REVIEW: Namco Museum

Wednesday, August 9th, 2017

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By


Namco Museum Box Art
Title Namco Museum
Developer Bandai Namco Entertainment
Publisher Bandai Namco Entertainment
Release Date July 28, 2017
Genre Retro Arcade
Platform Nintendo Switch
Age Rating ESRB T for Teen
Official Website

I find it particularly interesting that in a year full of so many amazing new games, here I am reviewing a string of remakes and re-releases. But as I stated in my review for Final Fantasy XII: The Zodiac Age, video game curation is very important. For this game, Namco Museum, there was a lot less remastering or remaking but there were still plenty of quality of life improvements. Other than Pac-Man Vs., which is a GameCube game, this collection represents a swath of Namco arcade games from 1980 to 1991. Not only is there a large difference between how games were made back then, but there is also a significant difference between playing a game in an arcade and playing it on a handheld console. Bandai Namco did small and subtle changes, but they can make all the difference.

Namco Museum | Main Menu

Could there have been more games? Yes, but the ones here are very beloved.

There are eleven games included in the Namco Museum collection, but none are more iconic than the first game, Pac-Man (1980). While the game certainly shows its age by the simplicity of its design, it still continues to be routinely played even 37 years later. Honestly most of my playtime with Pac-Man was the Atari Home Console (2600) version, but this is the arcade perfect original. Well, I think it’s arcade perfect. I would have to play a perfect game to know if the famous glitched last level (256) still exists in this version, but I trust Namco that this is that exact version. Perfect games are still fairly rare, even now.

The next game on the roster is even more beloved for me, and that is Galaga (1981). I have done many space shooter reviews for Operation Rainfall, and you can point to this game as the reason why. It was my first, and I still feel drawn to play it whenever I find a version of it still running out in the wild, as rare as that is nowadays. Dig Dug (1982) is the last game on here that pretty much anyone who knows anything about video games has to have at least heard of. While this one never hit me like Galaga or Pac-Man, I still ended up playing this one a fair amount. Perhaps it’s due to the arcades I frequented, but hearing the music of Dig Dug is more iconic to me than actually playing the game. It has a very memorable song that really gets stuck in your head.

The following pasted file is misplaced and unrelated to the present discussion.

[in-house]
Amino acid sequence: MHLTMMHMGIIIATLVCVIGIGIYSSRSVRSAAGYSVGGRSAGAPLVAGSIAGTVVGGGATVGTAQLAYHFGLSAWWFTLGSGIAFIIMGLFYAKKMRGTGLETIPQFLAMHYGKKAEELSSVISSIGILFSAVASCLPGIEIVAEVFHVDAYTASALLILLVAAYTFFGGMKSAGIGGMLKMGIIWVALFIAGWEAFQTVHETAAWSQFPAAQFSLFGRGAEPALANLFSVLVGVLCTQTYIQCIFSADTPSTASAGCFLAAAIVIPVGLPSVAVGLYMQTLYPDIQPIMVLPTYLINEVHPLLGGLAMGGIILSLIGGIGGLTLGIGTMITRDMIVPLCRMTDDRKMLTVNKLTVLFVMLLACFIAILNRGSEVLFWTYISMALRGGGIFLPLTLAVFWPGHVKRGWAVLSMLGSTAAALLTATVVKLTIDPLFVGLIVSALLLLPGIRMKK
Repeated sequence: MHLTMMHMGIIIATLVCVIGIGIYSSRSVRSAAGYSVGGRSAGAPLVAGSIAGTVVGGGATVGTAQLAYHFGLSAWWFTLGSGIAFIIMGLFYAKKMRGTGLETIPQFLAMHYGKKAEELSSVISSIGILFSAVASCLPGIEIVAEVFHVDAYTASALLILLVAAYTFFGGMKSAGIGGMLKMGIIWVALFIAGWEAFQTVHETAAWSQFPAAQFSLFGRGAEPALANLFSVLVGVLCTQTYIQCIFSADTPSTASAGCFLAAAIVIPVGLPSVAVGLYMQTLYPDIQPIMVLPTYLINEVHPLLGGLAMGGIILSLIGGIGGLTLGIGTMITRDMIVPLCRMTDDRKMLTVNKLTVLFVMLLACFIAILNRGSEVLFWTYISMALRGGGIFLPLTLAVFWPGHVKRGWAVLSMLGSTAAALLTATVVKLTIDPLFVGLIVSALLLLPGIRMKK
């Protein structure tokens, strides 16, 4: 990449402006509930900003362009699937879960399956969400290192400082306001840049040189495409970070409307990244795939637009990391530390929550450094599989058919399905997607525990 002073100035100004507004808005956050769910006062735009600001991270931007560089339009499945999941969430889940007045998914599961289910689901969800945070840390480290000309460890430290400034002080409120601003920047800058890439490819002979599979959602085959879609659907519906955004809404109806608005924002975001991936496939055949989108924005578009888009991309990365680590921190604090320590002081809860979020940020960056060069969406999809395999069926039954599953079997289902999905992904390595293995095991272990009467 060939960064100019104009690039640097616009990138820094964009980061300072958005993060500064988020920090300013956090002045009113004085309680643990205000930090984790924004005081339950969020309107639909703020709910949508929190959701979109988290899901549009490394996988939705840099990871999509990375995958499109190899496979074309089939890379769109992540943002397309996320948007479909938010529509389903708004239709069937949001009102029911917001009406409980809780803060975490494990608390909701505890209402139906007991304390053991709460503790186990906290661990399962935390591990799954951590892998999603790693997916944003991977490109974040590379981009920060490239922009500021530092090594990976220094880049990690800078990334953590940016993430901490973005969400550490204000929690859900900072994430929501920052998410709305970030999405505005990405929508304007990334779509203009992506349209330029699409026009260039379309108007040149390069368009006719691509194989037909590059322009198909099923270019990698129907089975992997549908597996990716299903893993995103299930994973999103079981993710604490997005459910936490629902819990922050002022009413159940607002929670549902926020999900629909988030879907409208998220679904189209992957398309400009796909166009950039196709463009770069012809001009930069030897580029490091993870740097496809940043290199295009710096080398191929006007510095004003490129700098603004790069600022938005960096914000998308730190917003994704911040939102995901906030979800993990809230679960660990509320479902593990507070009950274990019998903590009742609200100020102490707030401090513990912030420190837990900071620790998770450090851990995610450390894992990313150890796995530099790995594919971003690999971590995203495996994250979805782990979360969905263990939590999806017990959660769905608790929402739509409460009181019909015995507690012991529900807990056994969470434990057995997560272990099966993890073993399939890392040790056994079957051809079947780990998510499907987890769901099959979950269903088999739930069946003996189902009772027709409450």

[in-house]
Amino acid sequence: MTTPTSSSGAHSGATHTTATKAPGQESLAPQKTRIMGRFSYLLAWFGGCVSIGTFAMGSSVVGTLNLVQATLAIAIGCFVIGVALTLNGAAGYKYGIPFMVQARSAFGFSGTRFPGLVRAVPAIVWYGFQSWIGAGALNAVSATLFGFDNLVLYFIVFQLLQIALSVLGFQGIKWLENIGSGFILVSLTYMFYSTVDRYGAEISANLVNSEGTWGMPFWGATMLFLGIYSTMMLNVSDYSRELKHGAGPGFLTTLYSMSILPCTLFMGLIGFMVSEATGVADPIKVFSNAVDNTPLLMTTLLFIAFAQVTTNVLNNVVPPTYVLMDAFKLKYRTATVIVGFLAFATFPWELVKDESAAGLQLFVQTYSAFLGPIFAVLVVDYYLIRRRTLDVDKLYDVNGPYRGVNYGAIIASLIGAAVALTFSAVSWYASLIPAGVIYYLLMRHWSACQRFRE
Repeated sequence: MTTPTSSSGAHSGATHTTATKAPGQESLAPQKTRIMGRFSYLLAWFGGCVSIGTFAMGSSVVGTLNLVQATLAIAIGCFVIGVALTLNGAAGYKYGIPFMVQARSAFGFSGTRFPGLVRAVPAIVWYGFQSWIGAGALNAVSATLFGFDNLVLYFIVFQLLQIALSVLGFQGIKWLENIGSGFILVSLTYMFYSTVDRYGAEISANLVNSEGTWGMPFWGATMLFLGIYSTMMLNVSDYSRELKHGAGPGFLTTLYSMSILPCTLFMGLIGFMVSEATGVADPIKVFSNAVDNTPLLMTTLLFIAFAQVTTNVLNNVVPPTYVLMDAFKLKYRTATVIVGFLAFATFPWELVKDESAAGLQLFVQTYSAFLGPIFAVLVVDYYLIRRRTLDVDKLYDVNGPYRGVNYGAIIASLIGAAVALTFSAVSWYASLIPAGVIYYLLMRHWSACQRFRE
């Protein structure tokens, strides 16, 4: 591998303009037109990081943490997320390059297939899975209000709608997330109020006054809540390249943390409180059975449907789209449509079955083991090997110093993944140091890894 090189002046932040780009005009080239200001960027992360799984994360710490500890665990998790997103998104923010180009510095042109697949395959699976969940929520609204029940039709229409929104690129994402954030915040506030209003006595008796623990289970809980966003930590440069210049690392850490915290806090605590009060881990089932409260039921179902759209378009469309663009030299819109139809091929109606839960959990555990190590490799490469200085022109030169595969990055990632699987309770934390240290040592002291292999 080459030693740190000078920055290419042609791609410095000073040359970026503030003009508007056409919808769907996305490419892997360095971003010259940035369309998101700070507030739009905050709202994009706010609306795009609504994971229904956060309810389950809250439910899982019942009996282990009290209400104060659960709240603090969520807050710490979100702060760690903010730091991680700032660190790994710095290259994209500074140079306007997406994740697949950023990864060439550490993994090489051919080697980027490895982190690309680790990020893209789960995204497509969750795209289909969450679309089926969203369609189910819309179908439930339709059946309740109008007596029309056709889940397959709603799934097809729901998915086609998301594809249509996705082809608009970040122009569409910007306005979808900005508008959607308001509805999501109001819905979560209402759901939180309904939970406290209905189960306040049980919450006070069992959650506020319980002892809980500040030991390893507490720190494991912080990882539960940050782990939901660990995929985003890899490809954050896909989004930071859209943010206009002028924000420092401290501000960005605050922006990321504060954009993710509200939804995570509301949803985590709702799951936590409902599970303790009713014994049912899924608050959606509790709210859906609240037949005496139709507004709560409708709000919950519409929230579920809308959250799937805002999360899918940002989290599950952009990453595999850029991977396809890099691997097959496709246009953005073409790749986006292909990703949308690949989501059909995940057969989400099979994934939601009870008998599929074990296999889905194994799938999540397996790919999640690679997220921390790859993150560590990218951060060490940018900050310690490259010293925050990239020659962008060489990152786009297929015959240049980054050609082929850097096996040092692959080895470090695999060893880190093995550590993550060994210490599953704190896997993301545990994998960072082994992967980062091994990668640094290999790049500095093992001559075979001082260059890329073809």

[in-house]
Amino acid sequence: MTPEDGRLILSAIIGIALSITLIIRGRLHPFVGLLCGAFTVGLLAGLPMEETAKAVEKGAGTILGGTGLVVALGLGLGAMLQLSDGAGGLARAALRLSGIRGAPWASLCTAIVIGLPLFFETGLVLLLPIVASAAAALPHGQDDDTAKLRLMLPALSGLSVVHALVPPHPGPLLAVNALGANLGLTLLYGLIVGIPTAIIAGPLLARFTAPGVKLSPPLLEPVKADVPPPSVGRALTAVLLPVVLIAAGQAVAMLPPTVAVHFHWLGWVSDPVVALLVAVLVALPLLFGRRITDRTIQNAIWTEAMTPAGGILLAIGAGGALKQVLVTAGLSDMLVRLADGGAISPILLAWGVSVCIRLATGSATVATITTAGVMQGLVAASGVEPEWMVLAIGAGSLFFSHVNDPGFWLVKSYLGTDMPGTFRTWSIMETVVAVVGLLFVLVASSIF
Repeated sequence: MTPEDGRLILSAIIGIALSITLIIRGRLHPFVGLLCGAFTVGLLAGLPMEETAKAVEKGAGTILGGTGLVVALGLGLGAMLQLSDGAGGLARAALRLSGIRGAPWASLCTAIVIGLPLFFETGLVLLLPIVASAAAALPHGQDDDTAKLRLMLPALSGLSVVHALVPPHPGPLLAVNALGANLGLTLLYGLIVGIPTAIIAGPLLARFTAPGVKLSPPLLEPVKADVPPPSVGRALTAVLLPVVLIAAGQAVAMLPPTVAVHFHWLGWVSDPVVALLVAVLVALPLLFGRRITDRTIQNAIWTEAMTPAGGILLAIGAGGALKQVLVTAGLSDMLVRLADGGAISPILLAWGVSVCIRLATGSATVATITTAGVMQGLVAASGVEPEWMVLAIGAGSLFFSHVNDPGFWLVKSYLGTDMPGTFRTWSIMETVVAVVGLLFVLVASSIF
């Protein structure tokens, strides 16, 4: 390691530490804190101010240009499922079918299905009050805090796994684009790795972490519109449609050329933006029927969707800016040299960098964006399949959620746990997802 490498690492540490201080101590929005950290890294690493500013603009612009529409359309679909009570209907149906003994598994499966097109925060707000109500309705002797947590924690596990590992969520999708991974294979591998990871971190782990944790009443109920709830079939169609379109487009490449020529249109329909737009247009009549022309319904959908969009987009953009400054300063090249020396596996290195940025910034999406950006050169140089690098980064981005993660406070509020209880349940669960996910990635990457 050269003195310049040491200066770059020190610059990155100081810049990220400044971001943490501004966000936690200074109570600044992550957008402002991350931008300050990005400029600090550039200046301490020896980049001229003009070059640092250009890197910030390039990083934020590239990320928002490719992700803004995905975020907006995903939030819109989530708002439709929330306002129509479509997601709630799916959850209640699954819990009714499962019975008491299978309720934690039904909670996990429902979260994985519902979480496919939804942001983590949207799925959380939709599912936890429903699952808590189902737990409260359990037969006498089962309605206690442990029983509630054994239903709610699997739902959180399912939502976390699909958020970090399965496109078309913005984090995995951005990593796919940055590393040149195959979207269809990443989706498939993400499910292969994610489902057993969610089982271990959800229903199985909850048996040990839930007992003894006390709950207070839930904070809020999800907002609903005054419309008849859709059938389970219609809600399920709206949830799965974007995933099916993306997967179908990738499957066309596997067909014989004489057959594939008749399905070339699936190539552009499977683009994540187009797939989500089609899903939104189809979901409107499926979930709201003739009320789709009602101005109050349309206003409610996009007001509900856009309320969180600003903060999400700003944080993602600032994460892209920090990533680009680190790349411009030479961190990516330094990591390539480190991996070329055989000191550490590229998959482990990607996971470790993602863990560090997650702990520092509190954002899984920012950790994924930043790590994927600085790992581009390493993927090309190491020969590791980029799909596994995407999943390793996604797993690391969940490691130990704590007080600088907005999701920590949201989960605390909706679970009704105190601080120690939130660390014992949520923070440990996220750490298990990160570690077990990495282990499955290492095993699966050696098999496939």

Namco Museum | DigDug

Having the option to change the screen position is great, especially on a widescreen handheld.

The next set of games are a little more esoteric, but many of them are still considered classics as well. The first of these is The Tower of Druaga (1984), a top-down action RPG game that really shows its age but still helped progress the genre between Adventure and The Legend of Zelda. It definitely skews much more towards Adventure though, so it is a rather simple dungeon crawler with the seeds of where the genre was heading. Sky Kid (1986) is a game that passed me by. I never did see it in arcades where I’m from. However, it is actually one of the more fun side-scrolling shooters from that period and featured some fairly innovative concepts, like picking up your bombs and landing the plane at the end of each level.

Rolling Thunder (1987) however was a game that I spent a lot of money on. Not only was it a very good looking game for its time, but it is the first of these titles to have a real story and discrete levels. Thankfully I’m not having to bring a roll of quarters with me, but it was still a lot of fun going through this game again. The controls are a little simple compared to later side scrolling games like Ninja Gaiden and Shinobi, but the James Bond style of this game still really sets it apart.

Namco Museum | Galaga'88

I am retroactively annoyed that I never was able to play Galaga ’88 in arcades originally.

Galaga ’88 (1988) is where this collection really enters the modern age, in my opinion. Not only is it the first sequel in this collection (although not the first sequel made by Namco), but you can really see the refinement in both graphics and playability. Of all the games in the collection, this is the one that I’ve played the most and it’s probably the one that I’ll go back to the most. It still really stands up to many modern shooters and maintains its own charm. Unfortunately I never saw this in arcades back in the day, but that’s probably for the best or I would have spent way too much money on it.